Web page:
Formula 1 is "shooting itself in the foot" by focusing on its negative aspects and not promoting its virtues to win new fans, according to McLaren racing director Eric Boullier.
The sport has suffered a crisis of confidence this season, following criticism of its new hybrid engines by some of F1's key players and worries over declining TV audiences.
Are the teams holding F1 back?
Boullier believes F1 should be working harder to engage with fans and promote the quality of racing produced by the new regulations for 2014.
"We are shooting ourselves in the foot at the moment, with everyone criticising, but we have great racing almost every weekend," Boullier told AUTOSPORT.
"We have more countries interested in hosting grands prix and we should be pushing and supporting these changes because it's great to see F1 going to new countries.
"F1 should be engaging more with the fans and engaging more with new technologies."
F1 is gravely concerned by what it sees as an emerging popularity crisis.
Fears over declining trackside and TV audiences have led the sport's commercial chief Bernie Ecclestone to set up a popularity working group.
Mercedes non-executive chairman Niki Lauda believes the blame for any drop in circuit attendance should be laid firmly at the door of individual race promoters.
"Promoters need to look at Spielberg," said the triple world champion.
"Red Bull is a professional organization and sold 80,000 tickets [for June's Austrian GP] in three days over radio advertising and through [the] internet.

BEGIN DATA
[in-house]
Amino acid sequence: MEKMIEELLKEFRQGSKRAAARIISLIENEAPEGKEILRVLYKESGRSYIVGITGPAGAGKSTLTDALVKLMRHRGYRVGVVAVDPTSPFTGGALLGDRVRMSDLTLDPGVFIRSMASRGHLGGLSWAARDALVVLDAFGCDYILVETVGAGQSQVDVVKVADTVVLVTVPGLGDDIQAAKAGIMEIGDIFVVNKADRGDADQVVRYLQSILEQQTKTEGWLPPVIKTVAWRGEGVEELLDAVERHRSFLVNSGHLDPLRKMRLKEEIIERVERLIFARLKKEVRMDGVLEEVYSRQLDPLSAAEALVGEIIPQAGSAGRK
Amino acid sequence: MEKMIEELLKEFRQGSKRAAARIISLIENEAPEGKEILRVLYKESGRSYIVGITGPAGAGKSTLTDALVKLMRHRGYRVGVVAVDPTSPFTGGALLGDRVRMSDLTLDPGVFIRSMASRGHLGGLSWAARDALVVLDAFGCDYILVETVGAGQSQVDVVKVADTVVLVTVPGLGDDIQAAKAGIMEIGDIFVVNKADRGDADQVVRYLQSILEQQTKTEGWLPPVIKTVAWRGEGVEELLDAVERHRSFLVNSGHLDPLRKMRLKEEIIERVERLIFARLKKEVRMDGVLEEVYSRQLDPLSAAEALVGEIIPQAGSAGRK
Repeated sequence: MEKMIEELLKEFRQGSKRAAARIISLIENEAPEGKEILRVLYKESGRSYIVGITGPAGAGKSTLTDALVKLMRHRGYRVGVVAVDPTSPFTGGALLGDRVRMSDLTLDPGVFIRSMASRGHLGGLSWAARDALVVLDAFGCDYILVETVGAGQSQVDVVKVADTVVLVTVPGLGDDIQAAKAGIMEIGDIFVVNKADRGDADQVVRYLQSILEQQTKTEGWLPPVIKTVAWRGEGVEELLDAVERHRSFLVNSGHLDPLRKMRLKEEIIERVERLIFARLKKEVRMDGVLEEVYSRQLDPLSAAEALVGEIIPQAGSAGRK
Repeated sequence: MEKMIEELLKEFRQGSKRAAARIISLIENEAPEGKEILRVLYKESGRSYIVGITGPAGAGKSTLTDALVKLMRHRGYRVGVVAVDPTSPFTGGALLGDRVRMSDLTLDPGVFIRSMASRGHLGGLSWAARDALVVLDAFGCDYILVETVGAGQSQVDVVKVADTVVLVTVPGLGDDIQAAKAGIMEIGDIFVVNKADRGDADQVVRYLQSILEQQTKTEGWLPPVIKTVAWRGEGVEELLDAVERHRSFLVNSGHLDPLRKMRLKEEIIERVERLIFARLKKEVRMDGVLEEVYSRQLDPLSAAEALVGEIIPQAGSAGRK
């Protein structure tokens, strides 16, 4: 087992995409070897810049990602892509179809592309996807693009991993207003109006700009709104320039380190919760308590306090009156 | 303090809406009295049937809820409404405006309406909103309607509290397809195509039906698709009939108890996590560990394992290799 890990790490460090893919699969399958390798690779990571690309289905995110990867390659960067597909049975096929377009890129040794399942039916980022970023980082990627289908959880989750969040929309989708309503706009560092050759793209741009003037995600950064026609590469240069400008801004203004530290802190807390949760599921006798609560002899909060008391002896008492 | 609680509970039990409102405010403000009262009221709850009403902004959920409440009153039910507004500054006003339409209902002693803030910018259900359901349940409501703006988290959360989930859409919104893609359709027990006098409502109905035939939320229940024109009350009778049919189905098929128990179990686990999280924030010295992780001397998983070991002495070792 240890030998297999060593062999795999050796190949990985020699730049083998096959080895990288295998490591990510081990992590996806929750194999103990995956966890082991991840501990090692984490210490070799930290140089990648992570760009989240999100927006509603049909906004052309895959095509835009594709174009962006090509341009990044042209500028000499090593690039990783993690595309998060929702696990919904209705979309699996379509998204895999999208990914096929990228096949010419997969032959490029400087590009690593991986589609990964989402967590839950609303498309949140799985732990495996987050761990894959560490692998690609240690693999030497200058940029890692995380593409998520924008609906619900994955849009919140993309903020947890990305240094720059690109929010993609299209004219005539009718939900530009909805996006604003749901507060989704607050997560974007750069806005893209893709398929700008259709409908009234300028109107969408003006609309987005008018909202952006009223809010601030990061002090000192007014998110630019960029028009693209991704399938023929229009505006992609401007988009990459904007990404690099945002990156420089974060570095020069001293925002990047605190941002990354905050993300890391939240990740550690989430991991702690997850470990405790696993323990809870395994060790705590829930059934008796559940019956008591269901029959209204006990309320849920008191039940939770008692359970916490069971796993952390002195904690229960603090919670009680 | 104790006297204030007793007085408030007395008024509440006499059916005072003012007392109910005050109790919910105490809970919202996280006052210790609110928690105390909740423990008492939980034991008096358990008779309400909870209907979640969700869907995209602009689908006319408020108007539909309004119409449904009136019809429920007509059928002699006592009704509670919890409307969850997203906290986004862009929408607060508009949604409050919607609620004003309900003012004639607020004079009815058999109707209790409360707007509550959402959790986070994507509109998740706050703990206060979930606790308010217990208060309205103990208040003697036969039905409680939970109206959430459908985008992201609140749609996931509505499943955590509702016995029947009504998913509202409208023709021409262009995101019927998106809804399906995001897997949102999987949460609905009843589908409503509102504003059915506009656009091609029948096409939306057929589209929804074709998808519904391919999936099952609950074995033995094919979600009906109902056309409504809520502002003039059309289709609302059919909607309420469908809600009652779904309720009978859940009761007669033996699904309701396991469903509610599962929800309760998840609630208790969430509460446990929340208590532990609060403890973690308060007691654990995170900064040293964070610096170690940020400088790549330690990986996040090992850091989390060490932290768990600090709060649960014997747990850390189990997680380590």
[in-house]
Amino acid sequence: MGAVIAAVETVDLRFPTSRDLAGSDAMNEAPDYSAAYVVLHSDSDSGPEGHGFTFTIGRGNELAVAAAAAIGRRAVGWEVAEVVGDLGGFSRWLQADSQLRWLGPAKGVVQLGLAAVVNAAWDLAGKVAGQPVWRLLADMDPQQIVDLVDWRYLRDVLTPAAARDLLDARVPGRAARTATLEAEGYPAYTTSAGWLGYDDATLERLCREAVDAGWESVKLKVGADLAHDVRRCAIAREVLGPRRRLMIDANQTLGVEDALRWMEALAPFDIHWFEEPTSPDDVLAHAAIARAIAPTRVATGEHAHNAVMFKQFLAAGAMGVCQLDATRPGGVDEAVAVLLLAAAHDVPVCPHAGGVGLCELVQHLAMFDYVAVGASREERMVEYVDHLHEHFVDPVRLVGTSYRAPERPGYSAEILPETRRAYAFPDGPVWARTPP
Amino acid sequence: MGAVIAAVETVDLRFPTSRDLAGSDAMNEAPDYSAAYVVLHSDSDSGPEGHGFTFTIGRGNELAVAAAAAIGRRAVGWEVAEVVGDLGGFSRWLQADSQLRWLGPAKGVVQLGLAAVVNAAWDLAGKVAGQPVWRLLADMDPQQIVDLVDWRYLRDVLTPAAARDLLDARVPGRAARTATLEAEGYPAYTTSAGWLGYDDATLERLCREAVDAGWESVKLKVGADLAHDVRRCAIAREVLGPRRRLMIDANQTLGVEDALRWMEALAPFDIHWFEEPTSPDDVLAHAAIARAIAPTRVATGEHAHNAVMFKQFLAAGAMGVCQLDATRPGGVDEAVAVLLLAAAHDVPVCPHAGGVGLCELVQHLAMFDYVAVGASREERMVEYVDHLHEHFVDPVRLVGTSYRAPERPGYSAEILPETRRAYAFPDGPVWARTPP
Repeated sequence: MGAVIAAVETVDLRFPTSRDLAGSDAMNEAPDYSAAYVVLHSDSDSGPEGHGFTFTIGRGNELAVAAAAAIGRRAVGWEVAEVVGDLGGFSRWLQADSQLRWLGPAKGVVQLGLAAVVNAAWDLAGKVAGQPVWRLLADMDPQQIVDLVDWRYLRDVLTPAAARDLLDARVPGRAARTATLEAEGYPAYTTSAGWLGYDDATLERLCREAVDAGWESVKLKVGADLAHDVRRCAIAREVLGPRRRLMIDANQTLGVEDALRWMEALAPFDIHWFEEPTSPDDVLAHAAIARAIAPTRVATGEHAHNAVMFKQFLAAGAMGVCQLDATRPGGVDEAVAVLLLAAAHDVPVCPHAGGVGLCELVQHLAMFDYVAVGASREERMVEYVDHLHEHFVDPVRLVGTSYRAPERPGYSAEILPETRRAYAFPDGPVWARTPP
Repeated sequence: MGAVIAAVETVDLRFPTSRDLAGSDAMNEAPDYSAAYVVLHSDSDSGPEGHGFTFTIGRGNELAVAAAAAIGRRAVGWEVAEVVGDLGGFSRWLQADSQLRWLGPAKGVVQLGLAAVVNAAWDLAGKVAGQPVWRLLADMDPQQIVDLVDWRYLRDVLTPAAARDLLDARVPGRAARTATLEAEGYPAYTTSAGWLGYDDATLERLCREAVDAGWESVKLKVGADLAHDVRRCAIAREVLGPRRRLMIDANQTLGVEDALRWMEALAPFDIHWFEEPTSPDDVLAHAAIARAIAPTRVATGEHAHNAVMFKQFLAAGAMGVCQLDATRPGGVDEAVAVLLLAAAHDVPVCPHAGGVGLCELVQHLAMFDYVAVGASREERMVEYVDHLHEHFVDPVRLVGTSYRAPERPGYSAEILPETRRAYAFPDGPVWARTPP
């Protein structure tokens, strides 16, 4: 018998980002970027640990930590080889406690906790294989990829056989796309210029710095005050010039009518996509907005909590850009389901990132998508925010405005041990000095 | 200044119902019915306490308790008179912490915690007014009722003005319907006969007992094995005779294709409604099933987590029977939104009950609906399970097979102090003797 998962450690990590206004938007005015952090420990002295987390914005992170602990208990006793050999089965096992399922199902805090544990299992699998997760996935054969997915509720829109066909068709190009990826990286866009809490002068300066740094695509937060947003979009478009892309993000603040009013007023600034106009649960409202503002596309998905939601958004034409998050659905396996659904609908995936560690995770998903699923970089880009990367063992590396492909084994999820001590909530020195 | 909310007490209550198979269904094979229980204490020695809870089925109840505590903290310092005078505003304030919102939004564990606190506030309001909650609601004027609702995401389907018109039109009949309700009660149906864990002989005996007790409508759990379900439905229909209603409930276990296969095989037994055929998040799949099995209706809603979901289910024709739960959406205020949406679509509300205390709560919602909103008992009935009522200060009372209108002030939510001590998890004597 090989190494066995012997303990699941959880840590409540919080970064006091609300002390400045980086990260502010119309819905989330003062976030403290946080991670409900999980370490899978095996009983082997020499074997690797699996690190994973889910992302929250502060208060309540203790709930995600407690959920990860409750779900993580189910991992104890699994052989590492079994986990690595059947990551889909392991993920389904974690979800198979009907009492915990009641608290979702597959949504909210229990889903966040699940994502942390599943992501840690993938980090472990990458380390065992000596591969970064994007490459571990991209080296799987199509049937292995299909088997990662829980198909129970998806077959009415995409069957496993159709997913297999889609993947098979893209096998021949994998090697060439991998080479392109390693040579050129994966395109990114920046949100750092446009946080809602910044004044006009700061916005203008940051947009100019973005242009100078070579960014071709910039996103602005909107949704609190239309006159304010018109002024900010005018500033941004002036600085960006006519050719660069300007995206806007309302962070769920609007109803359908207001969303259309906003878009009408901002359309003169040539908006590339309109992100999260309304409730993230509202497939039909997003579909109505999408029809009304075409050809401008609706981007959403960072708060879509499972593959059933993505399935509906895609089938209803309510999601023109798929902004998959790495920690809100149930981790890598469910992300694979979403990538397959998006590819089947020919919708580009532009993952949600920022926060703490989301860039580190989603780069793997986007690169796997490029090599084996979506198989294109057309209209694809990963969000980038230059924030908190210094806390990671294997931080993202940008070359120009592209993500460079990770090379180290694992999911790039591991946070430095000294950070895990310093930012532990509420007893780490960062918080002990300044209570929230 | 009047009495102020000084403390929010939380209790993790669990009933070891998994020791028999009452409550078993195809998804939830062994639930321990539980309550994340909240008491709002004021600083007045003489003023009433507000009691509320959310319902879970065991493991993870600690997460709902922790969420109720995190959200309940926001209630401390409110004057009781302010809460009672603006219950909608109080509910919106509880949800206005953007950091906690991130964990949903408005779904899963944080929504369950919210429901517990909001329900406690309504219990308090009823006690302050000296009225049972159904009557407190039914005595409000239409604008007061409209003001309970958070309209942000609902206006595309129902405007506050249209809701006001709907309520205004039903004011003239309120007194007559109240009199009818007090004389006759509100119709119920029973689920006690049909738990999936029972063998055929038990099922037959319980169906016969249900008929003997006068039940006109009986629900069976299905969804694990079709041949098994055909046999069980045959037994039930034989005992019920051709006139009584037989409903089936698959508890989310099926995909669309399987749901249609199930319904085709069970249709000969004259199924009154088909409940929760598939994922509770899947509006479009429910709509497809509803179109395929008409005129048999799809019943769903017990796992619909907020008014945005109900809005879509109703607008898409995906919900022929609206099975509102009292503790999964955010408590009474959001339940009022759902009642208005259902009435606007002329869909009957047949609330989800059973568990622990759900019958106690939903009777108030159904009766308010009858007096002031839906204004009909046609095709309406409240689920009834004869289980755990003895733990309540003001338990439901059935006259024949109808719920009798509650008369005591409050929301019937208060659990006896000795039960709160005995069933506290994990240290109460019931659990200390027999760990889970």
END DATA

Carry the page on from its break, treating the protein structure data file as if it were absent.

"There are new ways of selling tickets and promoters have to think [about] what they can offer to the fans over the weekend.
"Why was [the British GP at] Silverstone successful? There were legend parades, there was more racing, the whole weekend was a different thing.
"This has to happen in some places where the promotion is not good enough."
F1 NEEDS NEW MEDIA
Ecclestone provoked furore earlier this year when he dismissed the need for F1 to engage with new media in order to increase its audience.
Mercedes commercial boss Toto Wolff has argued directly with him over this and reckons F1 needs to work out how to make new media commercially successful, rather than simply sticking to the old way of doing things.
"You can see a certain stagnation of TV audiences, [but] we can see huge increases in the digital world," explained Wolff.
"I understand the problem that you can't upset the main customers [TV stations] and dream about huge social media audiences if you can't monetise social media.
"This is clearly a knot which we have to cut.
"In my opinion the market will be completely different 10 years into the future."
F1 HAS GROWN 'STERILE'
Sauber boss Monisha Kaltenborn reckons F1 has lost touch with its fanbase and needs to do more to establish an emotional connection with the public.
"We are becoming so secluded in our world we can no longer create emotion in the fan," she told AUTOSPORT.
"We're going in that direction where we're going so sterile we cannot reach out.
"The fan is losing interest to understand why someone is out [of a race] because they pressed the wrong knob, or this part of this unit didn't work.
"People cannot equate to it anymore. It's not exciting. If you simplify things you can create that emotion.
"We're not connecting. It has to be achieved by making the rules much more simple."